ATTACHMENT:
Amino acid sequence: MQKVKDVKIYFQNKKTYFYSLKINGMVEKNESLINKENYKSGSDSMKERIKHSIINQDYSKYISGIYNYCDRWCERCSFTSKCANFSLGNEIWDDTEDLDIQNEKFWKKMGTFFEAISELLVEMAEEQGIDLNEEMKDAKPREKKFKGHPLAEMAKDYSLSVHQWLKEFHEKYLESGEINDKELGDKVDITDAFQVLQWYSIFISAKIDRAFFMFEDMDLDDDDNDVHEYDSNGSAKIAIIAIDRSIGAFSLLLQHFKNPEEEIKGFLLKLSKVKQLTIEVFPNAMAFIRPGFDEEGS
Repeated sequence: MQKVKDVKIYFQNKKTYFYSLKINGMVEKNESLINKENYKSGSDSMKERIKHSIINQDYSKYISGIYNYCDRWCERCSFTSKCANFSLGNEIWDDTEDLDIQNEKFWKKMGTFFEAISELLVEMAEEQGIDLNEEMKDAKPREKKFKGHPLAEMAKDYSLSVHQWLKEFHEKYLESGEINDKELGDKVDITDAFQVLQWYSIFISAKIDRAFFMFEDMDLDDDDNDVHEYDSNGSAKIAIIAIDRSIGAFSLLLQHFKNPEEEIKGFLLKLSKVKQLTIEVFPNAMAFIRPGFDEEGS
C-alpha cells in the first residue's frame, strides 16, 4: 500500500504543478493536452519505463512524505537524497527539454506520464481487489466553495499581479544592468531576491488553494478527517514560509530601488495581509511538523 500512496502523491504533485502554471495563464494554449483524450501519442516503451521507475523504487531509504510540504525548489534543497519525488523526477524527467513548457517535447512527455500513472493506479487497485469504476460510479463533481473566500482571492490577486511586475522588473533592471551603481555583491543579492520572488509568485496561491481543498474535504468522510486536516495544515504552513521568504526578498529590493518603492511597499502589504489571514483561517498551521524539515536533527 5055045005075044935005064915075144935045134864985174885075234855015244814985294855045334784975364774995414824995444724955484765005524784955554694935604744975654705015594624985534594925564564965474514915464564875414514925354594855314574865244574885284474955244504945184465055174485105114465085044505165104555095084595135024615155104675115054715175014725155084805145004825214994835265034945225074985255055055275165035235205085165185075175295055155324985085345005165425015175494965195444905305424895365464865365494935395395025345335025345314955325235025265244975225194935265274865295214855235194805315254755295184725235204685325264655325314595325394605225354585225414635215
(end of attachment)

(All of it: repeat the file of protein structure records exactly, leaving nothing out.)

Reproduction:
Amino acid sequence: MQKVKDVKIYFQNKKTYFYSLKINGMVEKNESLINKENYKSGSDSMKERIKHSIINQDYSKYISGIYNYCDRWCERCSFTSKCANFSLGNEIWDDTEDLDIQNEKFWKKMGTFFEAISELLVEMAEEQGIDLNEEMKDAKPREKKFKGHPLAEMAKDYSLSVHQWLKEFHEKYLESGEINDKELGDKVDITDAFQVLQWYSIFISAKIDRAFFMFEDMDLDDDDNDVHEYDSNGSAKIAIIAIDRSIGAFSLLLQHFKNPEEEIKGFLLKLSKVKQLTIEVFPNAMAFIRPGFDEEGS
Repeated sequence: MQKVKDVKIYFQNKKTYFYSLKINGMVEKNESLINKENYKSGSDSMKERIKHSIINQDYSKYISGIYNYCDRWCERCSFTSKCANFSLGNEIWDDTEDLDIQNEKFWKKMGTFFEAISELLVEMAEEQGIDLNEEMKDAKPREKKFKGHPLAEMAKDYSLSVHQWLKEFHEKYLESGEINDKELGDKVDITDAFQVLQWYSIFISAKIDRAFFMFEDMDLDDDDNDVHEYDSNGSAKIAIIAIDRSIGAFSLLLQHFKNPEEEIKGFLLKLSKVKQLTIEVFPNAMAFIRPGFDEEGS
C-alpha cells in the first residue's frame, strides 16, 4: 500500500504543478493536452519505463512524505537524497527539454506520464481487489466553495499581479544592468531576491488553494478527517514560509530601488495581509511538523 500512496502523491504533485502554471495563464494554449483524450501519442516503451521507475523504487531509504510540504525548489534543497519525488523526477524527467513548457517535447512527455500513472493506479487497485469504476460510479463533481473566500482571492490577486511586475522588473533592471551603481555583491543579492520572488509568485496561491481543498474535504468522510486536516495544515504552513521568504526578498529590493518603492511597499502589504489571514483561517498551521524539515536533527 5055045005075044935005064915075144935045134864985174885075234855015244814985294855045334784975364774995414824995444724955484765005524784955554694935604744975654705015594624985534594925564564965474514915464564875414514925354594855314574865244574885284474955244504945184465055174485105114465085044505165104555095084595135024615155104675115054715175014725155084805145004825214994835265034945225074985255055055275165035235205085165185075175295055155324985085345005165425015175494965195444905305424895365464865365494935395395025345335025345314955325235025265244975225194935265274865295214855235194805315254755295184725235204685325264655325314595325394605225354585225414635215